A three-year program funded by the Philippines Department of Science and Technology’s Council for Agriculture, Aquatic and Natural Resources Research and Development aims at studying the effects of the banana bract mosaic disease (caused by the banana bract mosaic virus) on crops, in order to assess yield loss and to assist plant breeders in developing new banana varieties that are resistant to this virus.
The main cocoa producing countries in Sub-Saharan Africa are Ghana and Ivory Coast, where farmers enjoy a sustainability assistance that is not present in Nigeria, where (despite being a large cocoa producer) coca farmers have to source for production inputs, seedlings and fertilizers by themselves, and there is a general lack of encouragement for youth participation in farming. Some of the Philippines’ coconut growers, on the other hand, opposed to the lifting of a coconut exports ban, which according to them would benefit only consolidators, rich institutions and middlemen, while farmers would not see a guaranteed fair share from the exporting scheme.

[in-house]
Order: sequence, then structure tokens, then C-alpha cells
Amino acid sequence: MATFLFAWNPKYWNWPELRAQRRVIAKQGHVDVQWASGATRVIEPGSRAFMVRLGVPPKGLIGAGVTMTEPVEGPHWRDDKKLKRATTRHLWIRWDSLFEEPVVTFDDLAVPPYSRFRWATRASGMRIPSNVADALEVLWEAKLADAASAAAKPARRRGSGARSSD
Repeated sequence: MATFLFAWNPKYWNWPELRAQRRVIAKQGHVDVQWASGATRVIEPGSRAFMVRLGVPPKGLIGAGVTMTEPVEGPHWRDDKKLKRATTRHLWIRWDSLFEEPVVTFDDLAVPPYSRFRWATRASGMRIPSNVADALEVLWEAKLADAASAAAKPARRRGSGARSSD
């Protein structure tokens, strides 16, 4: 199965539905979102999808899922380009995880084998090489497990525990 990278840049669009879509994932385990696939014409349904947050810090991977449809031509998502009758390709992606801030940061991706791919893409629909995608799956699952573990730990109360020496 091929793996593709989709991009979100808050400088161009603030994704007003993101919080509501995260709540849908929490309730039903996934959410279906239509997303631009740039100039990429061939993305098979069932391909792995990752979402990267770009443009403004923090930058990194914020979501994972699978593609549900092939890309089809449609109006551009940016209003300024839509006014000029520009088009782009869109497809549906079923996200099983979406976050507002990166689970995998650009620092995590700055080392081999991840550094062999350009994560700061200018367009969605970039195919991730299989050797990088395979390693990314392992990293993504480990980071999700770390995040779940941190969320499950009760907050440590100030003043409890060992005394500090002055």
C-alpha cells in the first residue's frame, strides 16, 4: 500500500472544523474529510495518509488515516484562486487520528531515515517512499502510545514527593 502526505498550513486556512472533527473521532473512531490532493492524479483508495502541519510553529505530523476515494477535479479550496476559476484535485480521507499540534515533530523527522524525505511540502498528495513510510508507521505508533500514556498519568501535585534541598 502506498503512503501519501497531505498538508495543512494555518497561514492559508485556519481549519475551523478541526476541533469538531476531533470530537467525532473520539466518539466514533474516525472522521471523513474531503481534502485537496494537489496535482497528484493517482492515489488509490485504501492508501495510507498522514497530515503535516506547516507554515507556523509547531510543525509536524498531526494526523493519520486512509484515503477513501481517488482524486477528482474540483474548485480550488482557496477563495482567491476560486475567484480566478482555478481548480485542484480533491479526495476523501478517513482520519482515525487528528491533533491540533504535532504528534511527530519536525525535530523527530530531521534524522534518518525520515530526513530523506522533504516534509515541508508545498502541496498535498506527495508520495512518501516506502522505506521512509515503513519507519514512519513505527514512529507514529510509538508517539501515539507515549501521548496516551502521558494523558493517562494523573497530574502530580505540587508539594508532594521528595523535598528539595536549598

The international cocoa production data put Ghana and Ivory Coast ahead of Nigeria for what concerns the annual production of cocoa: according to the president of the Cocoa Association of Nigeria, this is to blame on the country’s low production per hectare, neglect of extension services and lack of seedlings, agrochemicals and encouragement for youth participation in farming. While Ghanaian and Ivorian cocoa farmers benefit from a sustainability assistance, Nigerian farmers have to source for production inputs, seedlings and fertilizers by themselves.
Coconut farmer groups from different parts of the Philippines expressed their opposition against allowing coconut exports to markets such as China and Malaysia, as it would allegedly result in the depletion of raw materials, loss of jobs and closing of small and medium-sized enterprises. According to such groups, by lifting the current ban on exports, coconut prices will be under the control of the world market, which does not guarantee a stable pricing for the years to come.